On Tuesday, five women sued the Christian organization, The Institute in Basic Life Principles (IBLP), founded by Bill Gothard, a close friend of Jim Bob and Michelle Duggar. The lawsuits are just a few of the many scandals that the organization has been involved in.
The Washington Post reports that IBLP, a former leading organization promoting Christian homeschool principles and religious beliefs, has been sued by five women, Charis Barker, Rachel Frost, Rachel Lees, Gretchen Wilkinson, and a Jane Doe. Each plaintiff is seeking $500,000 for alleged numerous infractions that occurred while they were members of the organization, including the board of directors acting negligently regarding their complaints, willfully ignoring them, and conspiring to hide the organization’s wrongdoings.
Earlier this year, Josh Duggar, well-known for his cheating scandal, was sent to IBLP to help “reform himself” from his alleged sexual addiction problem. Duggar’s rehabilitation comes just a year after IBLP was sued by 30 women, all of which accused Gothard of sexual harassment. Some of the followers of the organization revealed that Gothard was always idolized, and most people were afraid to question him.
Slate reports that some of the 30 women that accused Gothard of sexual harassment were minors at the time the incident reportedly occurred. Gothard ended up resigning from his position after the accusations, but was never held accountable for his alleged actions.
The newest lawsuit, filed at the DuPage County Circuit Court in Illinois, states that organization’s directors “frequently received reports” regarding “sexual abuse, sexual harassment and inappropriate/unauthorized touching.” Yet, the plaintiffs never reported their accusations to Illinois authorities, which is required by law in the state.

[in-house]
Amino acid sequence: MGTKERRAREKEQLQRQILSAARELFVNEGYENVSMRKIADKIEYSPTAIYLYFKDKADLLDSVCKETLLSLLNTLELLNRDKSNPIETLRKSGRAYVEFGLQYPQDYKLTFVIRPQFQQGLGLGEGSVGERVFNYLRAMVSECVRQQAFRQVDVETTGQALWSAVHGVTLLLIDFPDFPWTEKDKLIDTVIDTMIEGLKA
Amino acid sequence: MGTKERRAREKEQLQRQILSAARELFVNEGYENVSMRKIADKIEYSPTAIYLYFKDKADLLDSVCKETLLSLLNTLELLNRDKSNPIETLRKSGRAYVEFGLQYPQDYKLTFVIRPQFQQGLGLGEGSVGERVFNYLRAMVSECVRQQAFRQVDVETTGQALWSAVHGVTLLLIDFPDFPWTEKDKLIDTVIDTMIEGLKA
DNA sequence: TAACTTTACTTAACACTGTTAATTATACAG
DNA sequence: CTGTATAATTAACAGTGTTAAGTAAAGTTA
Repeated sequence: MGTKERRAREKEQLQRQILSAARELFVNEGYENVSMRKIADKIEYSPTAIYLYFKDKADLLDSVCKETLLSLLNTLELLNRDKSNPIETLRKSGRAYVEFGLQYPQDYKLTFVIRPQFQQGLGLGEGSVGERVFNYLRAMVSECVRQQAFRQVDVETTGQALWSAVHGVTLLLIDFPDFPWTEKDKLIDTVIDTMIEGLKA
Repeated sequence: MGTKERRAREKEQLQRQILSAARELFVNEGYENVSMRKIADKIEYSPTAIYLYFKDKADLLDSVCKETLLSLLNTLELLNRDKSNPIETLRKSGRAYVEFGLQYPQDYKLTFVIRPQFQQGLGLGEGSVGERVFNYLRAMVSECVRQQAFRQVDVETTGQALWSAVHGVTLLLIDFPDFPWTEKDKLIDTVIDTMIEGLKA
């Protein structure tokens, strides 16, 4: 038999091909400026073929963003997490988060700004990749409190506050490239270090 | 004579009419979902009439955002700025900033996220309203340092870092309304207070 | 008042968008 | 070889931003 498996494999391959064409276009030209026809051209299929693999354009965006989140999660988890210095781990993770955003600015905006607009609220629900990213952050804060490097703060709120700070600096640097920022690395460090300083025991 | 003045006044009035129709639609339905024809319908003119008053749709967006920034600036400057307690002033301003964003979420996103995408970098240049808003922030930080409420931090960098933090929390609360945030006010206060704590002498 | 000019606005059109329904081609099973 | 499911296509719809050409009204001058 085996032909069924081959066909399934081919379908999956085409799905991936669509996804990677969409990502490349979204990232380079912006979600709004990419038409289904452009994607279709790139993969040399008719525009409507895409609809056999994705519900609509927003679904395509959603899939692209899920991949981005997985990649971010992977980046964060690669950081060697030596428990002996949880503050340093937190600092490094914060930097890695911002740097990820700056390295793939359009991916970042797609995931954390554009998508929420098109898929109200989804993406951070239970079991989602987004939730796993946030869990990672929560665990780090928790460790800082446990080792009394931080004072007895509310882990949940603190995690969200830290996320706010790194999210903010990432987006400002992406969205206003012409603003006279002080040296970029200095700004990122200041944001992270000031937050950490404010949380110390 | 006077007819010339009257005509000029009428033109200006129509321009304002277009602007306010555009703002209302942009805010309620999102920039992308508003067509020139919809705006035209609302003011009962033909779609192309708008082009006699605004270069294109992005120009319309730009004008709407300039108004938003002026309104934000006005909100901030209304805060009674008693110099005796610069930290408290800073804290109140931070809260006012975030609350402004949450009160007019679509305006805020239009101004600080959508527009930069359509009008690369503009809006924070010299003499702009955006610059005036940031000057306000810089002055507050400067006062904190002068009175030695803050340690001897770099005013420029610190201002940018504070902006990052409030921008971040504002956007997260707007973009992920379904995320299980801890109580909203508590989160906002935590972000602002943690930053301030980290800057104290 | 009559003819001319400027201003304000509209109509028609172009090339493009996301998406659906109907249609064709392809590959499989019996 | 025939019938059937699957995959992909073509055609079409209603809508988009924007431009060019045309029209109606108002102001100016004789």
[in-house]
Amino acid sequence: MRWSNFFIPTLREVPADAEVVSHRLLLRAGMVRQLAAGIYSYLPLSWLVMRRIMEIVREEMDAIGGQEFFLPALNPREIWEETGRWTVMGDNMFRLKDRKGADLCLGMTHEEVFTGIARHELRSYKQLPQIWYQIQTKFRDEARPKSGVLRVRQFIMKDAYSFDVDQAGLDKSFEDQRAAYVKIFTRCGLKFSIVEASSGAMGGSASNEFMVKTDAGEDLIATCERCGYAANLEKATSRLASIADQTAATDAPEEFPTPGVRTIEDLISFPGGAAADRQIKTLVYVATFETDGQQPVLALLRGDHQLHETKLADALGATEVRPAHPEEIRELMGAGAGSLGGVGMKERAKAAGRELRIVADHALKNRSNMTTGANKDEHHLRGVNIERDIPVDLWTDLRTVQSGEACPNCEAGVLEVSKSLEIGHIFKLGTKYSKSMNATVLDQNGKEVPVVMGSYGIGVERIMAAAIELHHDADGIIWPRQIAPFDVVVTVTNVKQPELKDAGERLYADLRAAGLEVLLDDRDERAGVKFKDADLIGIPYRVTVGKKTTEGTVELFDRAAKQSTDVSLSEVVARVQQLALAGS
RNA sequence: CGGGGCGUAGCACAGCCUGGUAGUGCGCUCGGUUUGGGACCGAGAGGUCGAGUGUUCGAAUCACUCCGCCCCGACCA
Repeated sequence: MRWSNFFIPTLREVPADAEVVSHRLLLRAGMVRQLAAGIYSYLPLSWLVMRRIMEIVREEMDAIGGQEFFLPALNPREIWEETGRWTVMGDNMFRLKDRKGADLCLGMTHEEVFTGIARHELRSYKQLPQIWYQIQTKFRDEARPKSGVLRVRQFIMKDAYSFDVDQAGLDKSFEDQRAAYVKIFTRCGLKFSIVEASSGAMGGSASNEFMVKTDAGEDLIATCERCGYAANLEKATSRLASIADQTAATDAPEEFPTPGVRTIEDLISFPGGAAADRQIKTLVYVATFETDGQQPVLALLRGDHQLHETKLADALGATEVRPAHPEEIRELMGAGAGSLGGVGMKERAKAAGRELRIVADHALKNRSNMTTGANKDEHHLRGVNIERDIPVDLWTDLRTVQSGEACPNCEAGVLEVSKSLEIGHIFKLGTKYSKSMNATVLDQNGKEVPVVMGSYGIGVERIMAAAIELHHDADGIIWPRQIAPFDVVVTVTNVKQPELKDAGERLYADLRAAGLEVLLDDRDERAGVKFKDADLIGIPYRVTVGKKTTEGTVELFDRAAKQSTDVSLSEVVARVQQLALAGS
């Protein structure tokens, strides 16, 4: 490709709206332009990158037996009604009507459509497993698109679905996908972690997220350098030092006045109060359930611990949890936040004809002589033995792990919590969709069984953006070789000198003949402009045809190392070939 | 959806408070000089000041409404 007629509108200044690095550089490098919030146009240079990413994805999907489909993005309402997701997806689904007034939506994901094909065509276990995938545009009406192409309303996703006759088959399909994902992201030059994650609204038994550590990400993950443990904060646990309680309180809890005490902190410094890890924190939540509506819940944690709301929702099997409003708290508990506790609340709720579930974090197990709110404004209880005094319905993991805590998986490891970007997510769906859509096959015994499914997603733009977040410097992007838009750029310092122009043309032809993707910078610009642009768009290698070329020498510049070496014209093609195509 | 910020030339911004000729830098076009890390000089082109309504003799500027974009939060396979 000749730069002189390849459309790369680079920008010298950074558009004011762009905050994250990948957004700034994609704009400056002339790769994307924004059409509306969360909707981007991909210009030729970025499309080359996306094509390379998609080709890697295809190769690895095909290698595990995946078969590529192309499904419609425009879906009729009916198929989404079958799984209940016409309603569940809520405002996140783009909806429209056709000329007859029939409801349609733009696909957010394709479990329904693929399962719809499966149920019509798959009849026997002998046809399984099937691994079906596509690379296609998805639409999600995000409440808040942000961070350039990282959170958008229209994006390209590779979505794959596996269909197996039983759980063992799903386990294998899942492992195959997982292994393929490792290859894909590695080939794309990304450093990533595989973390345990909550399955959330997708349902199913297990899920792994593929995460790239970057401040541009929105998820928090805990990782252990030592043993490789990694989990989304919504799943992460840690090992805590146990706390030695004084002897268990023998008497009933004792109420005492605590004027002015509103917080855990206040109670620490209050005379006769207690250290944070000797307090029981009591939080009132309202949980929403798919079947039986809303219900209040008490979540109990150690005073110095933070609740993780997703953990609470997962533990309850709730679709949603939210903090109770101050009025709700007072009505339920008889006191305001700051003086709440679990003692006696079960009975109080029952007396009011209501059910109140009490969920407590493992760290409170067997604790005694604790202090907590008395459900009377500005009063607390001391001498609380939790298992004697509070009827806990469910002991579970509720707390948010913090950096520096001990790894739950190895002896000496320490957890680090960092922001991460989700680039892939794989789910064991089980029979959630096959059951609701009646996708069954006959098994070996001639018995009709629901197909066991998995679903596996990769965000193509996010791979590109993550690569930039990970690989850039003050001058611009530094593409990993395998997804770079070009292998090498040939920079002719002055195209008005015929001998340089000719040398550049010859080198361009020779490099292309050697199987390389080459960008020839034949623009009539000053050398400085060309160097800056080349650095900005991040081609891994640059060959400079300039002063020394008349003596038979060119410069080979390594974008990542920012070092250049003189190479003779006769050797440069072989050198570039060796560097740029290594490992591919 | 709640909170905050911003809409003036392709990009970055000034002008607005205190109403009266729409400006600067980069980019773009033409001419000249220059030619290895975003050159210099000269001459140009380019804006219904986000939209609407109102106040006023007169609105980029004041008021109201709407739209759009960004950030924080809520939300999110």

The plaintiffs decided to sue after they tried numerous times to solve the issues through the organization’s board of directors. Since the board of directors allegedly ignored the plaintiff’s requests, they are also named in the lawsuit. So far, IBLP hasn’t commented on the lawsuit.
Due to the overwhelming amount of women who’ve came forward and accused Gothard of sexual abuse, a website, Recovering Grace, was created for former followers of the organization to have a way to air out their grievances and get support from others. The spokesperson for the website, John Cornish, also stated that Gothard should be held accountable for his actions.
“Our goal and our hope is the same as it’s been all along — that they will be accountable for what’s taken place, that Bill [Gothard] and the board would repent, and that the victims will finally be acknowledged and taken care of in the right manner.”
IBLP once had a lot of support and followers after the Duggars’ hit television show, 19 Kids and Counting, shared the organization’s beliefs and teachings. Yet, IBLP has seen a sharp decline in support recently, especially after Josh Duggar’s surprising sex scandal which involved a pornography obsession and multiple extramarital affairs. Josh also admitted this year to molesting some of his female family members when he was a teenager.
Gothar, now 80, has always denied any allegations of sexual abuse and harassment. Since he is no longer a part of IBLP, he’s not named in the current lawsuit, but the organization placed him on administrative leave during a 2014 internal investigation which revealed that “Mr. Gothard has acted in an inappropriate manner.” However, since no criminal activity was proven, he was never charged for the incidents.
Meanwhile, the Duggar family is no longer filming their former hit television show, 19 Kids and Counting. TLC canceled the show shortly after the Josh Duggar molestation incident and cheating scandal surfaced.
[Photos by Brendan Hoffman/Getty Images, Getty Images Entertainment & Wiki Commons/ILBP Staff]